Umer Piracha is a man on a mission. Years ago, as a 15-year old, he left his close-knit family in Multan, Pakistan to attend high school in the city of Lahore. “It was the hardest thing I’ve ever had to do,” recalls the 28-year old singer and songwriter. But that journey was just the beginning.
Three years later, in 2003, he made an even longer trip to upstate Pennsylvania, as a student at Franklin & Marshall College where he sang in the college choir and majored in business. Now a Philadelphia resident, the artist has a vision.
“I’m starting a science and philosophy video series with a team of artists and academics in Urdu for Pakistani audiences,” says Piracha. “There are so many opinions about Pakistan inundating global media,” says Piracha. “I feel led to make a contribution outside of culture to explore our common humanity.”
He also plans to release an EP in the next few years, featuring a mix of Urdu tracks with electronic instruments, as well as acoustic songs in English. I spoke with him last Friday over the phone.
When did you first start playing music?
I was raised in Multan, Pakistan, but I went to high school in Lahore and a year before I left, I remember having my mother buy me a guitar. I was about 15. Back then, I only dabbled in music. But I was serious enough that when I applied to colleges in America, I included an actual audio cassette of my music with my applications, not realizing that people had already moved on to CDs. I thought that would give them a better sense of my person.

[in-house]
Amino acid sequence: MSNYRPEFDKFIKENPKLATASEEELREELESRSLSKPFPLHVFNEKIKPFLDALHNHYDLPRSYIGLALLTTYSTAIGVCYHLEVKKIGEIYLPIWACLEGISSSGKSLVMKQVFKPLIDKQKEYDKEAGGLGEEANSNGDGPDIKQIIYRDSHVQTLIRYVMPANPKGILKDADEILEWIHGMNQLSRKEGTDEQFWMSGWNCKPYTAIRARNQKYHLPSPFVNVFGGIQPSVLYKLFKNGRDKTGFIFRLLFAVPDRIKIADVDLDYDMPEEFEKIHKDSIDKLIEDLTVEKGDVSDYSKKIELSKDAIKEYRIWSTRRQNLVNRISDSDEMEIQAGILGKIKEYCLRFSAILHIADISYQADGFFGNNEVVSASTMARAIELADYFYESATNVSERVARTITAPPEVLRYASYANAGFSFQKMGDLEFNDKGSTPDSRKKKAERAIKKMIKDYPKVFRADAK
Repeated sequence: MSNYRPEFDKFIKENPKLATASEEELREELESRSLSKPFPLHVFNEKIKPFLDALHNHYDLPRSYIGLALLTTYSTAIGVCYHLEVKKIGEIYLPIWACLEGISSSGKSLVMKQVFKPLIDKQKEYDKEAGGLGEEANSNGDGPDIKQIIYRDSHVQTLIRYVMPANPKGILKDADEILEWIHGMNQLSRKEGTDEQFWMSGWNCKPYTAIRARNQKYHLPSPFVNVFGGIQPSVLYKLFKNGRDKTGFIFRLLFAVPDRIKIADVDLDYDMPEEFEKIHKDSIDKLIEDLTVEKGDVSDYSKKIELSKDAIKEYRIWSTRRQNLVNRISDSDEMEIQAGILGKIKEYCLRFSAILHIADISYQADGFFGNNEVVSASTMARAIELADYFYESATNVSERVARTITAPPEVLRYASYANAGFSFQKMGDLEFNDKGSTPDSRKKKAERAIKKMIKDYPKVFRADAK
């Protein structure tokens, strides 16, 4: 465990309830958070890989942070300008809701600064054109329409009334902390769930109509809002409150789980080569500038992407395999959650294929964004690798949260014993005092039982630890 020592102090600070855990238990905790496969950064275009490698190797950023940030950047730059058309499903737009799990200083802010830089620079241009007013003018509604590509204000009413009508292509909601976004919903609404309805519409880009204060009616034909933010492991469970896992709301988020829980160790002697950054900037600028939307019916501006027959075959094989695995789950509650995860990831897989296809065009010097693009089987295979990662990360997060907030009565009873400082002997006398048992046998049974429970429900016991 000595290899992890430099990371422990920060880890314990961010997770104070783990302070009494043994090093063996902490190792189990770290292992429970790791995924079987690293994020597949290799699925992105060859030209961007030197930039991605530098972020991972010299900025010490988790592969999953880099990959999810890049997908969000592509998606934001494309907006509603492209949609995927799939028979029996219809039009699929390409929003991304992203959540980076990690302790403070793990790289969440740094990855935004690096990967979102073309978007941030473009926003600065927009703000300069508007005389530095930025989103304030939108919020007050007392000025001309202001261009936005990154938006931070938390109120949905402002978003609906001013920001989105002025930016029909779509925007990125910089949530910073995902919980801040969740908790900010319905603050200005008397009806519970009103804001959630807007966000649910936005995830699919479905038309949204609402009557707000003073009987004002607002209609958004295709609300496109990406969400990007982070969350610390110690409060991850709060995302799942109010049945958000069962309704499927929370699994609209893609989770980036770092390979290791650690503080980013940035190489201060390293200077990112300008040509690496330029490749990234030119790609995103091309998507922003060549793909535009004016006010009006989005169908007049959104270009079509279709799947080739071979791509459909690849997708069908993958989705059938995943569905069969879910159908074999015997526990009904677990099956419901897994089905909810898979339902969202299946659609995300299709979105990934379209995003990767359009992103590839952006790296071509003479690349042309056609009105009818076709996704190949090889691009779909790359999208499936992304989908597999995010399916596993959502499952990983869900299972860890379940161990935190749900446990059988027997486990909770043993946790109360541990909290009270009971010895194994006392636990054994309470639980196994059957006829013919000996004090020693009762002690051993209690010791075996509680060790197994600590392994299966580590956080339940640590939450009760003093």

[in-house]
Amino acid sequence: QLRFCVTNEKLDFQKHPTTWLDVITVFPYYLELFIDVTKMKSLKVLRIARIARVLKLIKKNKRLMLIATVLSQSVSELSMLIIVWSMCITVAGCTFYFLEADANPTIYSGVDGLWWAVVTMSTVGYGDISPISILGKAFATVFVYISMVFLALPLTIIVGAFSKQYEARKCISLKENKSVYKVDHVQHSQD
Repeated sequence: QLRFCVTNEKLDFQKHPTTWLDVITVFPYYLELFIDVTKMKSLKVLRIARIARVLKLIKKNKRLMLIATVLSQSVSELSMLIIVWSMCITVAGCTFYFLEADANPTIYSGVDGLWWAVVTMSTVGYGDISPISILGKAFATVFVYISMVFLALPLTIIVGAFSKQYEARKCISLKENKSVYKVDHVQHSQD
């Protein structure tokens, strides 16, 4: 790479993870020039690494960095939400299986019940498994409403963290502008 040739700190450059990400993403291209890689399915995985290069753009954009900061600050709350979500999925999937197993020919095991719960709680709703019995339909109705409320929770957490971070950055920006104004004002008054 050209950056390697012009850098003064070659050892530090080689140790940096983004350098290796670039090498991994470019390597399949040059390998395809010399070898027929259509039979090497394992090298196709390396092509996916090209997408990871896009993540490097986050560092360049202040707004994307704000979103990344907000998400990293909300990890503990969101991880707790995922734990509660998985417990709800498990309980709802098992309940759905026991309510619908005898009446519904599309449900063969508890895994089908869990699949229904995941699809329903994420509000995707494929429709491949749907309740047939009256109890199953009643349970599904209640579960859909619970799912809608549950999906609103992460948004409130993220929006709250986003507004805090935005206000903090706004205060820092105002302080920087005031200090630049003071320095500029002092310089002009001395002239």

When did you start taking your music seriously?
A year after college, I found myself at an accounting job. I was so unhappy that I felt like I would die. All of my creative energies were suppressed. But then I got laid off and my creative energy came rushing back. It was a religious awakening of sorts.
How does your family feel about your music?
They have come to really support it. I’m the oldest. I’m the only one in my family who has not attended medical school. But I have found kind and soft ways to say no to my family. I understand their worries come from a place of love.
Your musical influences?
I listen to a lot of classical music from both Eastern and Western artists. Mozart. Beethoven. While at college, I rediscovered classical Qawali music from Pakistan, artists like Abida Parveen. I never enjoyed pop too much. Pop music goes away after a while. It’s too transitory.I have found kind and soft ways to say no to my family.
What is the mission of your music?
I want to create something that uplifts people and says something. For example, I did a piece called “Irtiqa” which means “evolution,” is inspired by the minorities in Pakistan. It asks us to step back and recognize the common humanity of everyone. When you start to develop a universal set of ethics, you begin to love everyone the same, without attaching too much importance to religious and national identity.
I feel so much pain, for example, about the recent attacks in Pakistan’s Joseph Colony against Christians. I capture all of the pain in my songs. But my music is not all about pain. A better way to describe it is to say I capture the universal, collective heart in my songs.
Of your own songs, which one is your favorite?
Can I give two? One is in English. Another in Urdu. The song in English is called “Depths” and it’s inspired by my visit to the shrine of Sufi poet Rumi, where I lived for a month in 2005. It’s about losing yourself and not paying attention to trivialities. My other favorite is in Urdu and it’s called “Hum Safar Na Tawan.” It’s about alienation and companionship.
How does living in Philadelphia inspire your art?
In some places owning a big house and having a nice car are more important than making art. But in Philadelphia — making art is really accepted.